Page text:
One of the worst things about the weather this godforsaken summer is that I can’t cycle into work every day (well, I could, if I wanted to cycle in lashing rain, but I don’t). When I got my bike last year and started cycling regularly for the first time since I was in college, a few people told me that once you start cycling, you realise how often it doesn’t rain, and over the winter months I discovered that they were right. I actually cycled to work more often in February than I have over the last month.
So, although I did take the bike to work yesterday and today, I feel like I’ve been on the bus far too often recently. I miss my bike. As someone who can’t drive, I was surprised by how liberating it was to get back on the saddle last year. Back in the late 19th century, the bike was seen as an important tool in the cause of women’s emancipation – for the first time, ordinary women could travel under their own steam and go where they wanted. When I started using a bike again, I understood how they felt. At last I was free from the tyranny of Dublin Bus and its whimsical attitude to timetables! If I left the office at 5.40, I knew I’d be home by ten past six at the latest. Sure, I’d have to cycle up a hill to get there, but it was better than standing at a bus stop for up to forty minutes and then squashing myself onto an overcrowded bus.
Cycling would, of course, be easier if it weren’t for all those pesky cars. And potholes. I don’t really know which is worse. Potholes are bad enough when you’re actually in a car, but on a bike they’re potentially fatal. Also, whenever there are roadworks that are covered over in tarmac, the workpeople seem to have given up on, I dunno, smoothing the tarmac out and seem content to let it just lie in whatever lumpen state it lands on the ground. That’s the only reason I can come up with for why there are so many random lumps and dangerous bumps on the verges of our urban roads.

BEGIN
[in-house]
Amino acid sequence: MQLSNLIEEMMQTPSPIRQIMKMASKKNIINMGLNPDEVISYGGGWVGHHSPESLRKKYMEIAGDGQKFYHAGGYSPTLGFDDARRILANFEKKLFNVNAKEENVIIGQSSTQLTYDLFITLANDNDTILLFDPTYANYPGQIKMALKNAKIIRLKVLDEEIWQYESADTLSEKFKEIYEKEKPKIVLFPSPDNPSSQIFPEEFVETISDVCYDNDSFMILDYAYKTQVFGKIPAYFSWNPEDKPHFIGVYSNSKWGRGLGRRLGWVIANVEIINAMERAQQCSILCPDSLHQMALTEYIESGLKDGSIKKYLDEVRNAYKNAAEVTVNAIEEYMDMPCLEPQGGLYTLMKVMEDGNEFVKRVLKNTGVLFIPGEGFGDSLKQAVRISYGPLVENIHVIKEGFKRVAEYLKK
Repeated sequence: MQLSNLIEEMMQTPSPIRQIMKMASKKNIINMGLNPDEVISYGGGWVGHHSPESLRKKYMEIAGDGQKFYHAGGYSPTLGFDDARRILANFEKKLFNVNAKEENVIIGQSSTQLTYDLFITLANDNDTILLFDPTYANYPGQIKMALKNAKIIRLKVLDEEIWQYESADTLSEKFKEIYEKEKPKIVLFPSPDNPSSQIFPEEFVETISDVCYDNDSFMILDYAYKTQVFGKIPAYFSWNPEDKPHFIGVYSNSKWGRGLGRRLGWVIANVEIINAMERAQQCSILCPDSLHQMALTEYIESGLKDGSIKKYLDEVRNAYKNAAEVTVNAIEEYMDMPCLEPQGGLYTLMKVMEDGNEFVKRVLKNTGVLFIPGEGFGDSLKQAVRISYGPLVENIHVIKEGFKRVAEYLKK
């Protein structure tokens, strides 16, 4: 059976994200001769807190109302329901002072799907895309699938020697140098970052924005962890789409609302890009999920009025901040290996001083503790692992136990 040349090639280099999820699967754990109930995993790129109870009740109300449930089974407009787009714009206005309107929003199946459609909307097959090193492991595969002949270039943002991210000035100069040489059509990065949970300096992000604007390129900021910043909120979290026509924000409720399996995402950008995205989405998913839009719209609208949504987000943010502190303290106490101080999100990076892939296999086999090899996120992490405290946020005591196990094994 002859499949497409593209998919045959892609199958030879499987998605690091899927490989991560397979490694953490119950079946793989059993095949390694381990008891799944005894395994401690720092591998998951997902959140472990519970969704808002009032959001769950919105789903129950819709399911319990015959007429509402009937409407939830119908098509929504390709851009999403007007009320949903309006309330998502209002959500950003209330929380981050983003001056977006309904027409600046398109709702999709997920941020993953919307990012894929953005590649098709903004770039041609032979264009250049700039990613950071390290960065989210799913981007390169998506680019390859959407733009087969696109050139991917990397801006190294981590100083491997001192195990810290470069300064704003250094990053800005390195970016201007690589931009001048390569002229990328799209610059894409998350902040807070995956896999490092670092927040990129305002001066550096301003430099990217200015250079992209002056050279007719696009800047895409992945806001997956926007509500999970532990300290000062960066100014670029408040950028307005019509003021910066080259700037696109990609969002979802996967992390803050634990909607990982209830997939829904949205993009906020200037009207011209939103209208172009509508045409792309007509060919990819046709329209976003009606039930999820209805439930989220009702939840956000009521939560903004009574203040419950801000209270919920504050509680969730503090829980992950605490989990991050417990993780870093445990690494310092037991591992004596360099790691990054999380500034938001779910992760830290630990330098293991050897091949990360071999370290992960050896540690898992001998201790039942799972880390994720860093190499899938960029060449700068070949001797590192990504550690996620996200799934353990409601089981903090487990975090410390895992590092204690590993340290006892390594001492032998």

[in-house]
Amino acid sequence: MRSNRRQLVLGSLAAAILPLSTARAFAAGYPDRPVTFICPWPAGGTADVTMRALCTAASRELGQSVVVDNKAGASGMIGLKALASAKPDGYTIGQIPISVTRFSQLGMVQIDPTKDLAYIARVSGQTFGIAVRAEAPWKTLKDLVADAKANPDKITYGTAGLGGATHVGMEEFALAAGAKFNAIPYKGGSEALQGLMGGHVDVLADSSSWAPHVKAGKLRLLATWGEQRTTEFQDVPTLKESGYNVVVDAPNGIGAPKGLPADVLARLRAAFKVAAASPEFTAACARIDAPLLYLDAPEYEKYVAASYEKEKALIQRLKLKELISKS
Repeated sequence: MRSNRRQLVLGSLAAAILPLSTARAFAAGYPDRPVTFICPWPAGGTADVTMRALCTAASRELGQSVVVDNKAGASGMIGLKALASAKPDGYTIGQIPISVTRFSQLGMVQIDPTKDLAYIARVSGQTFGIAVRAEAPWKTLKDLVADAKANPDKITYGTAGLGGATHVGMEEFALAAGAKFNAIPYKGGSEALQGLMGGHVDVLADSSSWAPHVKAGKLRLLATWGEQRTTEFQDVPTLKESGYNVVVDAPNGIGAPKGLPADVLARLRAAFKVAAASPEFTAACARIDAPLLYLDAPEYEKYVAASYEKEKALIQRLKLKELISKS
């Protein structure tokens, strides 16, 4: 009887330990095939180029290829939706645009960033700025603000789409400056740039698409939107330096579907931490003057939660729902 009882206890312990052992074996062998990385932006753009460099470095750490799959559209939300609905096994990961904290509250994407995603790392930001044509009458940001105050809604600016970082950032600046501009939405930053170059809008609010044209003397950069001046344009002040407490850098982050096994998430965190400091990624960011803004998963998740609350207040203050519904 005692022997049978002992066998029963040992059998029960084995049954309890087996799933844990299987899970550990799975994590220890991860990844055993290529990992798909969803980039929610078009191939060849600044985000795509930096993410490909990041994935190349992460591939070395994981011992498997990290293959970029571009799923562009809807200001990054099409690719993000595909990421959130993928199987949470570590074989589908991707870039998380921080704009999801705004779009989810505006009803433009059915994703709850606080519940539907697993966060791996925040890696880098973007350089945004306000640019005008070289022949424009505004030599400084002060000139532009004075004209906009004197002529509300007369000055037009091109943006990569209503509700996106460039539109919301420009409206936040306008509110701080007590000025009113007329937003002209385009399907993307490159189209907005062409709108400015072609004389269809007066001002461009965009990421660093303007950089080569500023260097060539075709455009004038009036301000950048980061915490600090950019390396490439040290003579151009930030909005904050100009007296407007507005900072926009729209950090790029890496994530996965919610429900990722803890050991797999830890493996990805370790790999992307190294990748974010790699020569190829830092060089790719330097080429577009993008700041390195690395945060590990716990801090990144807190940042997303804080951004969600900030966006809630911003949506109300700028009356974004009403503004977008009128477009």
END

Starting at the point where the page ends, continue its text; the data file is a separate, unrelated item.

And then there are the cars. I’ve got to admit I was secretly almost glad to have my prejudices confirmed when I realised that the most arrogant, cyclist-unfriendly drivers seem to drive vast SUVs. There are a lot of SUV drivers on my route to work, and they do lovely things like drive in the bike lane (perhaps because their ridiculous tanks take up most of the road), park in the bike lane, and drive so close to the curb that a cyclist is in danger of being pushed off her bike.
Of course, the real danger comes from the huge articulated lorries that rumble through Dublin suburbia, unable to see small cyclists trundling along in their blind spot. The first time I cycled to work last year, I was so freaked out by every lorry that tore past me that I was tempted to just dump the bike at the side of the road and start walking. But I persevered, and now they only scare me a little bit, instead of sending me into a state of mortal terror. Progress!
Despite the potholes and the arrogant drivers and the vast trucks of terror, I love my bike. It’s served me well over the last year. And although there are few experiences more miserable than cycling uphill in pouring rain, there’s nothing more exhilarating than zooming down a hill on an empty road on a fresh sunny day. Now all I need are a few more of those…